The difference between traditional and modern property auctions
What are called “modern auctions” or “conditional auctions” are becoming more popular. What is the difference between modern auctions and traditional auctions?
The traditional (unconditional) auctionsTraditional auctions are exactly what most people think of when they talk about auctions. The property auction is held in the traditional sense with an auctioneer in a room with parties bidding on lots. The hammer falls when a successful bidder is the last one bidding. At that point the bidder pays their 10% deposit and the property then completes on pre-determined terms, normally within 28 days.
The purchase is unconditional in the sense that the successful bidder is contractually bound to complete the sale. If they don’t, they are in breach of contract and can lose their deposit and face action for breach of contract.
Modern (conditional) auctionsThese are a relatively new type of auction which is held online. Property lots are there for people to bid on. As with a traditional auction, the highest bidder is successful in securing the lot. Bids can take place over much longer periods than traditional auctions.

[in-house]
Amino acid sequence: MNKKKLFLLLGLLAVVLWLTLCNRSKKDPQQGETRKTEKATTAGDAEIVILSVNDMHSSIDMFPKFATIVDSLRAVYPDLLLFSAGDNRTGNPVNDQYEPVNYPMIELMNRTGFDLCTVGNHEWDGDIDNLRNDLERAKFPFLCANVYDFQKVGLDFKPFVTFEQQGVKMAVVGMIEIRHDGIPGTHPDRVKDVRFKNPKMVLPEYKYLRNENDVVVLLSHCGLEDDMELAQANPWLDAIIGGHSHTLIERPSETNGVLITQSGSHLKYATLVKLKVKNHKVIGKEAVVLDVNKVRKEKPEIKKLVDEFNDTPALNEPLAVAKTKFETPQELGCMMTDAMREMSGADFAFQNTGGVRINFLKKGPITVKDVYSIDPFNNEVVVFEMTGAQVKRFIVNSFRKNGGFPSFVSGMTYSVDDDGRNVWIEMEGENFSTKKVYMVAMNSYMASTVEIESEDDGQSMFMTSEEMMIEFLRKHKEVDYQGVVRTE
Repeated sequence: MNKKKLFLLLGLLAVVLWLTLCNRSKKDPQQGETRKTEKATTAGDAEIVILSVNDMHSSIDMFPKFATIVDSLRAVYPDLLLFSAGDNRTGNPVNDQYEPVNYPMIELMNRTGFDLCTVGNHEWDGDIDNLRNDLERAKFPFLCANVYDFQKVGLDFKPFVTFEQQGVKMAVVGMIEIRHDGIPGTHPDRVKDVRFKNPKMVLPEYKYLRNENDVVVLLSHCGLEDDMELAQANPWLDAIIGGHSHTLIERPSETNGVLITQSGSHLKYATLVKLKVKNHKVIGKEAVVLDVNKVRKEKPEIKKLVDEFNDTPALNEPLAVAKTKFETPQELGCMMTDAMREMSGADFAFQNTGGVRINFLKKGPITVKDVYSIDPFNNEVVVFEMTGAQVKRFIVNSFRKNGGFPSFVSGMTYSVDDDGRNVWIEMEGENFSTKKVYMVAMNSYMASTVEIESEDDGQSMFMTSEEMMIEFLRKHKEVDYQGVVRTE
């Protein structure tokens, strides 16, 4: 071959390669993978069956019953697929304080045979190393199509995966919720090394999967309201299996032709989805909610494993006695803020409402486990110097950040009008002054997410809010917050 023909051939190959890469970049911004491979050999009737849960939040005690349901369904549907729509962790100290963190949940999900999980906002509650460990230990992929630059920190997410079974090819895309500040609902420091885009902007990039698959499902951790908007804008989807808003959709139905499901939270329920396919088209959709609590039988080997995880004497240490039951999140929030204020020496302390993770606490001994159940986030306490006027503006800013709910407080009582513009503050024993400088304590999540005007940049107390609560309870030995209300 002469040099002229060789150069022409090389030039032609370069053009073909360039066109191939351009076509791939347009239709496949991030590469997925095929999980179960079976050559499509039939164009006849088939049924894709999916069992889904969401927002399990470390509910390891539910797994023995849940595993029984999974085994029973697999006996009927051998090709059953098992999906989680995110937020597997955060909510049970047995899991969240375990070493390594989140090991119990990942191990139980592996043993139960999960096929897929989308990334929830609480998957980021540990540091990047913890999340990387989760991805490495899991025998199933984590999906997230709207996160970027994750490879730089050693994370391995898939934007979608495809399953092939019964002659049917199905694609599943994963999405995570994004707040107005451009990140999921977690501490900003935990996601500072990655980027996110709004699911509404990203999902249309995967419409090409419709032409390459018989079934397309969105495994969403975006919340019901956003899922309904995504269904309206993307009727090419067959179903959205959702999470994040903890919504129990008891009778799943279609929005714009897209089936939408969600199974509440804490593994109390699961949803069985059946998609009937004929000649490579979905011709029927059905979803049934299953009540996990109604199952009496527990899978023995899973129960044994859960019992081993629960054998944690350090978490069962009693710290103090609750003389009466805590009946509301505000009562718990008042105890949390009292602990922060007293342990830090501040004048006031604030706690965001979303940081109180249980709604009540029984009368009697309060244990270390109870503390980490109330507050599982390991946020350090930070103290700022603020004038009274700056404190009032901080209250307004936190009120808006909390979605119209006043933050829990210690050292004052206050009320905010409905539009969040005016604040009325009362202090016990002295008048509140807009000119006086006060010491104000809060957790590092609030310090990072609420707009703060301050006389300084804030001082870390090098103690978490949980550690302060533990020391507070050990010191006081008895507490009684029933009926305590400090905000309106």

When there is a successful bidder, they pay a fee to the auctioneers. That then secures the property to them but subject to entering into a contract with the seller. The seller’s solicitor would then send out a contract pack. Different modern auctions have different terms and conditions but usually the buyer has to complete the purchase within a set number of days of receiving the draft contract from the seller’s solicitor. Usually the period is something like contracts must be exchanged 28 days after the draft contract is received, with completion being 14 days after the exchange of contracts.
Modern auctions are conditional in the sense that the buyer is not obliged to enter into a contract to buy the property. They are legally able to decline to sign the contract but if they do they will lose their fee which they have already paid to the auctioneer.